Diana J. Gabaldon (born January 11, 1952) is an American author, known for the Outlander series of novels. Her books merge multiple genres, featuring elements of historical fiction, romance, mystery, adventure and science fiction/fantasy.[1] A television adaptation of the novels called Outlander premiered on Starz in 2014.

Early life
Gabaldon was born on January 11, 1952, in Scottsdale, Arizona, United States, the daughter of Jacqueline Sykes and Tony Gabaldon (1931–1998), an Arizona state senator from Flagstaff for sixteen years and later a supervisor of Coconino County. Her father was of Mexican ancestry, and her mother was of English descent.

Gabaldon grew up in Flagstaff, Arizona. She earned a bachelor of science in zoology from Northern Arizona University, 1970–1973; a master of science in marine biology from the University of California, San Diego, Scripps Institution of Oceanography, 1973–1975; and a PhD in behavioral ecology from Northern Arizona University, 1975–1978.

Career
Gabaldon was the founding editor of Science Software Quarterly in 1984 while employed at the Center for Environmental Studies at Arizona State University. During the mid-1980s, Gabaldon wrote software reviews and technical articles for computer publications, as well as popular-science articles and comic books for the Walt Disney Company. She was a professor with an expertise in scientific computation at ASU for 12 years before leaving to write full-time.

Novel writing

Gabaldon signing books at the 2017 Phoenix Comicon
In 1988, Gabaldon decided to write a novel for "practice, just to learn how" and with no intention to show it to anyone. As a research professor, she decided that a historical novel would be easiest to research and write, but she had no background in history and initially no particular time period in mind. Gabaldon happened to see a rerun episode of the Doctor Who science fiction TV series titled "The War Games." One of the Doctor's companions was a Scot from around 1745, a young man about 17 years old named Jamie McCrimmon, who provided the initial inspiration for her main male character, James Fraser, and for her novel's mid-18th century Scotland setting. Gabaldon decided to have "an Englishwoman to play-off all these kilted Scotsmen," but her female character "took over the story and began telling it herself, making smart-ass modern remarks about everything."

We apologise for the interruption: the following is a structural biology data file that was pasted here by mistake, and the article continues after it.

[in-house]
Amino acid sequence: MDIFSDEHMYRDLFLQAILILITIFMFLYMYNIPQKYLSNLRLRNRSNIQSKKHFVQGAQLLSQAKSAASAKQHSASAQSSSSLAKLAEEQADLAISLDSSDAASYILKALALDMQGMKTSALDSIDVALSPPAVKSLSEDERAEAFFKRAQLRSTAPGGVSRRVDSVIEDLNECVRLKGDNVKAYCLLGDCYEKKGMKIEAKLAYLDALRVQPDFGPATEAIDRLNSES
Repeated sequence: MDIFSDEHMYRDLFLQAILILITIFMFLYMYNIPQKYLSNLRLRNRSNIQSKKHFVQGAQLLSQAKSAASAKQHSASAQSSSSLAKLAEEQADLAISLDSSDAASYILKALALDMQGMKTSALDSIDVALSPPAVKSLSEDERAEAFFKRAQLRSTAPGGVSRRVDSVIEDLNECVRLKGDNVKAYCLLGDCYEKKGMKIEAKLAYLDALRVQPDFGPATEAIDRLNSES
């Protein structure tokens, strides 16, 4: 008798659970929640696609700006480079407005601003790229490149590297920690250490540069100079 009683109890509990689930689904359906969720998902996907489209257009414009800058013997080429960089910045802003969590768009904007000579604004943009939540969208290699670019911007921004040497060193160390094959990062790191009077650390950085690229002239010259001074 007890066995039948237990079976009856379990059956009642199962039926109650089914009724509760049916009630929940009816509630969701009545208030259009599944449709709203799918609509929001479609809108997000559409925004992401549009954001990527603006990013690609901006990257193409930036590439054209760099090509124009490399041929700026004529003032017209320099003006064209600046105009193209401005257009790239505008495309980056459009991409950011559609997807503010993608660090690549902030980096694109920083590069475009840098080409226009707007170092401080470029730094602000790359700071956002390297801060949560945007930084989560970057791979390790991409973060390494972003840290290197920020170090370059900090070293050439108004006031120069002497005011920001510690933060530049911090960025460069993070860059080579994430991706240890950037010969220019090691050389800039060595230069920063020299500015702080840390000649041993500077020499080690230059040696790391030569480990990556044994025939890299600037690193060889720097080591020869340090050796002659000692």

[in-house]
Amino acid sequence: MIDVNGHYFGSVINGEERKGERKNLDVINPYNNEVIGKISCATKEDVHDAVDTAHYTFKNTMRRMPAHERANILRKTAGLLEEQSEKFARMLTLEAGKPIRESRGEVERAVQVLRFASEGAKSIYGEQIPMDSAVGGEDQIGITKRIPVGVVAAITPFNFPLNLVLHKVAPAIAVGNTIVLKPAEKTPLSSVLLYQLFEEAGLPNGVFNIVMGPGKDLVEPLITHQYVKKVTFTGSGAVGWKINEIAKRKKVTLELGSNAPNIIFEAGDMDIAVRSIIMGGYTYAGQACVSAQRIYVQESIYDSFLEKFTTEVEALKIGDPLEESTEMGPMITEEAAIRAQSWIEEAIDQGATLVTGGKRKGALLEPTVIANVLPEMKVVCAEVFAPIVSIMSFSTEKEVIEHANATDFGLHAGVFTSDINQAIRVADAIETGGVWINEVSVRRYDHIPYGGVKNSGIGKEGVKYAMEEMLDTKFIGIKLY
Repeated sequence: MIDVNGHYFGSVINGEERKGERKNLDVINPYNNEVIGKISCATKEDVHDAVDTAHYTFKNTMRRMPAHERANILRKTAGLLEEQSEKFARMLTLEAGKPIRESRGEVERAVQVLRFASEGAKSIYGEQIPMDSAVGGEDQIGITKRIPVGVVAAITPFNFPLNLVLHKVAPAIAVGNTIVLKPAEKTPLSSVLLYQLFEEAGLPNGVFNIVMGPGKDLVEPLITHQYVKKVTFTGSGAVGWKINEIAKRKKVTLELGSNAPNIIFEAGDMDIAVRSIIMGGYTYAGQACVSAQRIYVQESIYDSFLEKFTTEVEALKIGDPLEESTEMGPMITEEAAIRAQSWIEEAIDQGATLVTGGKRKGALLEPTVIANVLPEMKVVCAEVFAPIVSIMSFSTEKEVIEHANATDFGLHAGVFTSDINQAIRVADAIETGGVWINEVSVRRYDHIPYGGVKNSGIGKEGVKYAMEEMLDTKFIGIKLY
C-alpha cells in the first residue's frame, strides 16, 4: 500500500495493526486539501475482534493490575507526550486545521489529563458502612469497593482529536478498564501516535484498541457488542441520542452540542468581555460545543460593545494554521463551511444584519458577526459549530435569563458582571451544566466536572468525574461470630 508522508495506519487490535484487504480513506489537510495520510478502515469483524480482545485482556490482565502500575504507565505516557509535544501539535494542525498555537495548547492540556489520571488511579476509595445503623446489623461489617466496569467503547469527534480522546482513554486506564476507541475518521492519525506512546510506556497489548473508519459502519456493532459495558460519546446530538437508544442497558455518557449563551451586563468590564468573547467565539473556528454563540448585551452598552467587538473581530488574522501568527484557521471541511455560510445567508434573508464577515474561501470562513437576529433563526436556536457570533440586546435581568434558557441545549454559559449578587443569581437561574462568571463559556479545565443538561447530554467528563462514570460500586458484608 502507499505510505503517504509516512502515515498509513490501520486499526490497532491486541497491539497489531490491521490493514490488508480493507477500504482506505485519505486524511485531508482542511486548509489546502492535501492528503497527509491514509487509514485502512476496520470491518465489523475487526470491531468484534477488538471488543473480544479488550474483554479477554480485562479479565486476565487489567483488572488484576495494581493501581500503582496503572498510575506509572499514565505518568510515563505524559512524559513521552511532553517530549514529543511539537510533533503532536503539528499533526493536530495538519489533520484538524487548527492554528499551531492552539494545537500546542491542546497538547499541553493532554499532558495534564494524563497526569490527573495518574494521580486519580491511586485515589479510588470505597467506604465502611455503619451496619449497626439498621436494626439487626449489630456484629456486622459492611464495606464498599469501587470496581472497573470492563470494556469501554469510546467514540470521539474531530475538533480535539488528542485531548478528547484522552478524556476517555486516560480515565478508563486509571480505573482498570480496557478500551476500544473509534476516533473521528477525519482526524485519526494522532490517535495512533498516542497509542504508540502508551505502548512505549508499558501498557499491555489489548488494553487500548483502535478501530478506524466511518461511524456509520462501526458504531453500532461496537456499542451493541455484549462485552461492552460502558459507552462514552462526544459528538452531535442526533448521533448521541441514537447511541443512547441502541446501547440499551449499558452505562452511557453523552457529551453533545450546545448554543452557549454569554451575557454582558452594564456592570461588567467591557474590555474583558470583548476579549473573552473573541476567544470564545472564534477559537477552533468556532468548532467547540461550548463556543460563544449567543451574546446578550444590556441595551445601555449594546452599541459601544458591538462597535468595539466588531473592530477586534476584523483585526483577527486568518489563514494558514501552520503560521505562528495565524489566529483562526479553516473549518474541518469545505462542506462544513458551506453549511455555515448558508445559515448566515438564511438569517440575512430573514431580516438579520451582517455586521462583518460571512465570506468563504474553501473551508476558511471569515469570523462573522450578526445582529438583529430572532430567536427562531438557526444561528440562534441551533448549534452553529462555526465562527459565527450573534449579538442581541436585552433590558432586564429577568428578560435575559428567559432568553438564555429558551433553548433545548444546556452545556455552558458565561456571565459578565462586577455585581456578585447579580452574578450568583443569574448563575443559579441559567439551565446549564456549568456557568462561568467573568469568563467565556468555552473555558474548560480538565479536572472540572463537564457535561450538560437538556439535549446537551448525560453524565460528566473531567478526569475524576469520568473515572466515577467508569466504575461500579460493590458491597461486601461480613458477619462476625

To explain the character's modern behavior and attitudes, Gabaldon chose to use time travel. Writing the novel at a time "when the World Wide Web didn't exist," she did her research "the old-fashioned way, by herself, through books." Later Gabaldon posted a short excerpt of her novel on the CompuServe Literary Forum, where author John E. Stith introduced her to literary agent Perry Knowlton. Knowlton represented her based on an unfinished first novel, tentatively titled Cross Stitch. Her first book deal was for a trilogy, the first novel plus two then-unwritten sequels. Her U.S. publishers changed the first book's title to Outlander, but the title remained unchanged in the U.K. According to Gabaldon, her British publishers liked the title Cross Stitch, a play on "a stitch in time"; however, the American publisher said it "sounded too much like embroidery" and wanted a more "adventurous" title. When her second book was finished, Gabaldon resigned her faculty position at Arizona State University to become a full-time author.
As of 2014, the Outlander series comprises eight published novels. The eighth installment, Written in My Own Heart's Blood, was released on June 10, 2014. Gabaldon has also published The Exile (An Outlander Graphic Novel) (2010). The Lord John series is a spin-off from the Outlander books, centering on a secondary character from the original series.

Personal life
Gabaldon lives in Scottsdale, Arizona with her husband Doug Watkins, with whom she has three adult children: Laura, Jenny, and fantasy author Sam Sykes.

Gabaldon is a Roman Catholic.